The 28-year-old outfielder is batting an ice-cold .192 (10-for-52) with one homer, three RBIs, 18 strikeouts and only two walks in 13 games since coming off the COVID-19 injured list. There have been some hard-hit balls recently, including a 409-foot shot to the base of the wall in center field Sunday in New York that was snagged by a leaping Albert Almora Jr., but a few loud outs don’t make up for the overall lack of production.
Here’s something, though, Schwarber is doing well so far: playing defense.
Seriously, the husky former catcher with a reputation as a substandard outfielder has legitimately played well in the field so far.
Through the end of the weekend, Schwarber was credited with 1 Defensive Run Saved, which was tied for third among the 20 major league left fielders who have played at least 100 innings in the field so far this season. Per Statcast data, he has successfully caught 75 percent of balls hit to left field, which is only 3 percentage points below the expected catch rate for those balls.
No, he’s not in the early running for the Gold Glove Award, but Schwarber has been better than advertised. Well, better than most advertised. His manager (and former outfield coach of his with the Cubs) has been touting his defensive abilities since the day the Nationals signed him.
“I taught Schwarber how to play the outfield,” Davey Martinez said Sunday in his postgame Zoom session with reporters. “He understands that hey, there’s a difference. When you’re hitting, you focus on your hitting and what you need to do at the plate. But when you go in the outfield, you focus on catching the baseball.
“The biggest thing with him is just catching the ball. Just catch the ball. Don’t try to overthink it. Just catch the balls. And he gets good jumps. As you can see, his arm plays out in the outfield. He works on it. He’s always worked on it, and he wants to be really good out there. He doesn’t want to be a liability out in left field.”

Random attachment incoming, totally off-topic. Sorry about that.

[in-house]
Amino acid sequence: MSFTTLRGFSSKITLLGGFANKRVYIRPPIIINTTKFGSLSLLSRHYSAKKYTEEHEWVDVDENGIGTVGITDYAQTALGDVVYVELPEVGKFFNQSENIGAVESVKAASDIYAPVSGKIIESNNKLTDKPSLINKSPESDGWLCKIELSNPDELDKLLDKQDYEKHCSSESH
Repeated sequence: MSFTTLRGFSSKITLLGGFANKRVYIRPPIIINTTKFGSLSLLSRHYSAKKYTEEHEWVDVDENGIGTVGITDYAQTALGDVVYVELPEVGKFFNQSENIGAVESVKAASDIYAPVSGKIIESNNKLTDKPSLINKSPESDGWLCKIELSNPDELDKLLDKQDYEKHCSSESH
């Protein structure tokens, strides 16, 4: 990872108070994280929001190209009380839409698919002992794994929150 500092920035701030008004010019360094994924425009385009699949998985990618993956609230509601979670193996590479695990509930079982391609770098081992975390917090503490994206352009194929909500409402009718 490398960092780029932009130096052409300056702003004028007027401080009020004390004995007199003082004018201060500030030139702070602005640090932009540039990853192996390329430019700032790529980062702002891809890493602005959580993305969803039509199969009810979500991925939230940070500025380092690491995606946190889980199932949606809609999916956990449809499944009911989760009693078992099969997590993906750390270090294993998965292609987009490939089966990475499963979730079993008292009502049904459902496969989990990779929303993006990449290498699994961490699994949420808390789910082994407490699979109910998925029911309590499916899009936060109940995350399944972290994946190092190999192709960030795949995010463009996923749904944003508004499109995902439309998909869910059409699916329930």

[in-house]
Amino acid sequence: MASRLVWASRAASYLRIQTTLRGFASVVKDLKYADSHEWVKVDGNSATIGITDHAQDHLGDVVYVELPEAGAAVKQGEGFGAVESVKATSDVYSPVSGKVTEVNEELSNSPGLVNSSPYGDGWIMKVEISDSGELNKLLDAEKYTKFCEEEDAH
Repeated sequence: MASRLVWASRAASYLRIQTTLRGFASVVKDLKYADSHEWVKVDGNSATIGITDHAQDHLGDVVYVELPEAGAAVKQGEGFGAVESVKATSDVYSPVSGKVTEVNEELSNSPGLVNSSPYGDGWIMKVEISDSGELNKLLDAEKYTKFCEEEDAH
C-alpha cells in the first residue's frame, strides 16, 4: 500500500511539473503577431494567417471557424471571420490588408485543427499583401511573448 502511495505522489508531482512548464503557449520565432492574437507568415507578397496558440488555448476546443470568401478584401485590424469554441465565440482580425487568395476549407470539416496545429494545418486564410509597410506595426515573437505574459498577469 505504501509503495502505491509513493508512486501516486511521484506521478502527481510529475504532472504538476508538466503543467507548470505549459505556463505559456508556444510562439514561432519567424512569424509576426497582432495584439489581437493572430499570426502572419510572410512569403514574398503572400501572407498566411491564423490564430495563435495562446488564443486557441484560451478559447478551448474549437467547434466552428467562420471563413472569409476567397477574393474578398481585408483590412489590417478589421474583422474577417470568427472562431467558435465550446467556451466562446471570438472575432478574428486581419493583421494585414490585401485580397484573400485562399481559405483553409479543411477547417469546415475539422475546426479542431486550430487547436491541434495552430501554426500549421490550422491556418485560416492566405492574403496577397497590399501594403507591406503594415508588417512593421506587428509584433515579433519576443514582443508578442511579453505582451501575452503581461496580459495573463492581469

Schwarber certainly wasn’t a liability on Sunday. He came charging in to make a sliding, backhanded catch of Jonathan Villar’s fourth-inning sinking looper. What looked at first like a play for Trea Turner instead became Schwarber’s when the shortstop peeled off and deferred to his outfielder.
“It was actually a really good play by him, just to let me be able to run and go get it,” Schwarber said. “Just for the peace of mind that if you do dive, you’re not going to have a collision. His thought process there - which was a great thought process - was he ran back and he thought he had a chance to catch the ball. If he did, (the runner on third base) still could’ve tagged up, and he might not have had him at home. So I thought it was a really good play by him, just to be able to have peace of mind there knowing that there’s not going to be a collision.”
One inning later, Schwarber caught a routine fly ball in left and then fired a perfect, one-hop throw to the plate to nab Francisco Lindor, who was initially called safe but ultimately ruled out on replay.
Sure, a two-run double off Schwarber’s bat at some point would’ve been nice. But if he’s not producing at the plate, the Nationals at least can appreciate what he’s doing for them in the field.
“I’m going to try and help the team win each and every day,” Schwarber said. “If it’s not on the offensive side of the baseball, I’m going to try to do something on the defensive side of the baseball. I was able to keep a run from scoring there, and that’s a good thing.”